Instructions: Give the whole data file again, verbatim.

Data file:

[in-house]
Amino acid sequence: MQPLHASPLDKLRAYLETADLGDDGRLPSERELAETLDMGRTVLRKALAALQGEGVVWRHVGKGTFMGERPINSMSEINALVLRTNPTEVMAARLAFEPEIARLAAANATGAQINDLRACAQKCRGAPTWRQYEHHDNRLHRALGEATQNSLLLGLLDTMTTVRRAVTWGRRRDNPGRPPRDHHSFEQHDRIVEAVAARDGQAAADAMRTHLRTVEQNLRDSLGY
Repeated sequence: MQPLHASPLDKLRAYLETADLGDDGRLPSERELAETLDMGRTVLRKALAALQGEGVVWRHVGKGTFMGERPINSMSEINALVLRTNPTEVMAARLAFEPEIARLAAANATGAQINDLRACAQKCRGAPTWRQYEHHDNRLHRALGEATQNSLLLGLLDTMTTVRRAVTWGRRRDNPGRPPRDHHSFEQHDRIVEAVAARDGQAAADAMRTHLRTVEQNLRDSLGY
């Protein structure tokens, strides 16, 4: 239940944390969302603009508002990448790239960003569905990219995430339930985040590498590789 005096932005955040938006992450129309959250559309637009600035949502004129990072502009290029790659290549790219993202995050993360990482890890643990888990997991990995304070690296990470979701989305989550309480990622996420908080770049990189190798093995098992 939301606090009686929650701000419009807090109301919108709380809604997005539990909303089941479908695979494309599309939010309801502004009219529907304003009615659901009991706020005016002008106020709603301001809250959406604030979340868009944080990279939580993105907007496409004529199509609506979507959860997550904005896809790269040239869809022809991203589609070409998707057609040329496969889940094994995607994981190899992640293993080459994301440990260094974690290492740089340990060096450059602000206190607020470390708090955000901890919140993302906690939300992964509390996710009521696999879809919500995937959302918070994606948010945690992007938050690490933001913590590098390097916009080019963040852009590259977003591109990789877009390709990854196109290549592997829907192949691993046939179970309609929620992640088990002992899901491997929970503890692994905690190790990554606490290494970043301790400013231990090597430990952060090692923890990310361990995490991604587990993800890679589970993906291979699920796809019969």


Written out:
[in-house]
Amino acid sequence: MQPLHASPLDKLRAYLETADLGDDGRLPSERELAETLDMGRTVLRKALAALQGEGVVWRHVGKGTFMGERPINSMSEINALVLRTNPTEVMAARLAFEPEIARLAAANATGAQINDLRACAQKCRGAPTWRQYEHHDNRLHRALGEATQNSLLLGLLDTMTTVRRAVTWGRRRDNPGRPPRDHHSFEQHDRIVEAVAARDGQAAADAMRTHLRTVEQNLRDSLGY
Repeated sequence: MQPLHASPLDKLRAYLETADLGDDGRLPSERELAETLDMGRTVLRKALAALQGEGVVWRHVGKGTFMGERPINSMSEINALVLRTNPTEVMAARLAFEPEIARLAAANATGAQINDLRACAQKCRGAPTWRQYEHHDNRLHRALGEATQNSLLLGLLDTMTTVRRAVTWGRRRDNPGRPPRDHHSFEQHDRIVEAVAARDGQAAADAMRTHLRTVEQNLRDSLGY
């Protein structure tokens, strides 16, 4: 239940944390969302603009508002990448790239960003569905990219995430339930985040590498590789 005096932005955040938006992450129309959250559309637009600035949502004129990072502009290029790659290549790219993202995050993360990482890890643990888990997991990995304070690296990470979701989305989550309480990622996420908080770049990189190798093995098992 939301606090009686929650701000419009807090109301919108709380809604997005539990909303089941479908695979494309599309939010309801502004009219529907304003009615659901009991706020005016002008106020709603301001809250959406604030979340868009944080990279939580993105907007496409004529199509609506979507959860997550904005896809790269040239869809022809991203589609070409998707057609040329496969889940094994995607994981190899992640293993080459994301440990260094974690290492740089340990060096450059602000206190607020470390708090955000901890919140993302906690939300992964509390996710009521696999879809919500995937959302918070994606948010945690992007938050690490933001913590590098390097916009080019963040852009590259977003591109990789877009390709990854196109290549592997829907192949691993046939179970309609929620992640088990002992899901491997929970503890692994905690190790990554606490290494970043301790400013231990090597430990952060090692923890990310361990995490991604587990993800890679589970993906291979699920796809019969």